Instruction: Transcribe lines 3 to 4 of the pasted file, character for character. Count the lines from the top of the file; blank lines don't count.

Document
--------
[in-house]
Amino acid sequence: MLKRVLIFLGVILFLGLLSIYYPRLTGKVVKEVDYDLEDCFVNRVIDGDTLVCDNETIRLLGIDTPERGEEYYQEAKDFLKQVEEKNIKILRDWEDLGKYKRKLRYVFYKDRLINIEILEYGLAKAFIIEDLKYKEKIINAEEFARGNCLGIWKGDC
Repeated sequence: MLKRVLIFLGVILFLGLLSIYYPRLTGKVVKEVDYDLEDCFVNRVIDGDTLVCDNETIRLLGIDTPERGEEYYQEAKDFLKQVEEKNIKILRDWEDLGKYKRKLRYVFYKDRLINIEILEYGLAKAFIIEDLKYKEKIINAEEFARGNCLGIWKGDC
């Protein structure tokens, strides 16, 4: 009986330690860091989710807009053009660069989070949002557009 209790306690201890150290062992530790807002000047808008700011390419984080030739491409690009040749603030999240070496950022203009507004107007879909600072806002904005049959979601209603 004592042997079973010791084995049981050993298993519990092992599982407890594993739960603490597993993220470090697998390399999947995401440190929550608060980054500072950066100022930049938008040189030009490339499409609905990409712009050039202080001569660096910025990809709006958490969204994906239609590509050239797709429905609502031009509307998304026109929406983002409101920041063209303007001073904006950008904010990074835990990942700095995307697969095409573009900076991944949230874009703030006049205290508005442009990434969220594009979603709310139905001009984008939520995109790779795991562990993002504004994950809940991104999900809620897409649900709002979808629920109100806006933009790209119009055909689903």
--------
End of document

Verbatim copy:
Repeated sequence: MLKRVLIFLGVILFLGLLSIYYPRLTGKVVKEVDYDLEDCFVNRVIDGDTLVCDNETIRLLGIDTPERGEEYYQEAKDFLKQVEEKNIKILRDWEDLGKYKRKLRYVFYKDRLINIEILEYGLAKAFIIEDLKYKEKIINAEEFARGNCLGIWKGDC
């Protein structure tokens, strides 16, 4: 009986330690860091989710807009053009660069989070949002557009 209790306690201890150290062992530790807002000047808008700011390419984080030739491409690009040749603030999240070496950022203009507004107007879909600072806002904005049959979601209603 004592042997079973010791084995049981050993298993519990092992599982407890594993739960603490597993993220470090697998390399999947995401440190929550608060980054500072950066100022930049938008040189030009490339499409609905990409712009050039202080001569660096910025990809709006958490969204994906239609590509050239797709429905609502031009509307998304026109929406983002409101920041063209303007001073904006950008904010990074835990990942700095995307697969095409573009900076991944949230874009703030006049205290508005442009990434969220594009979603709310139905001009984008939520995109790779795991562990993002504004994950809940991104999900809620897409649900709002979808629920109100806006933009790209119009055909689903």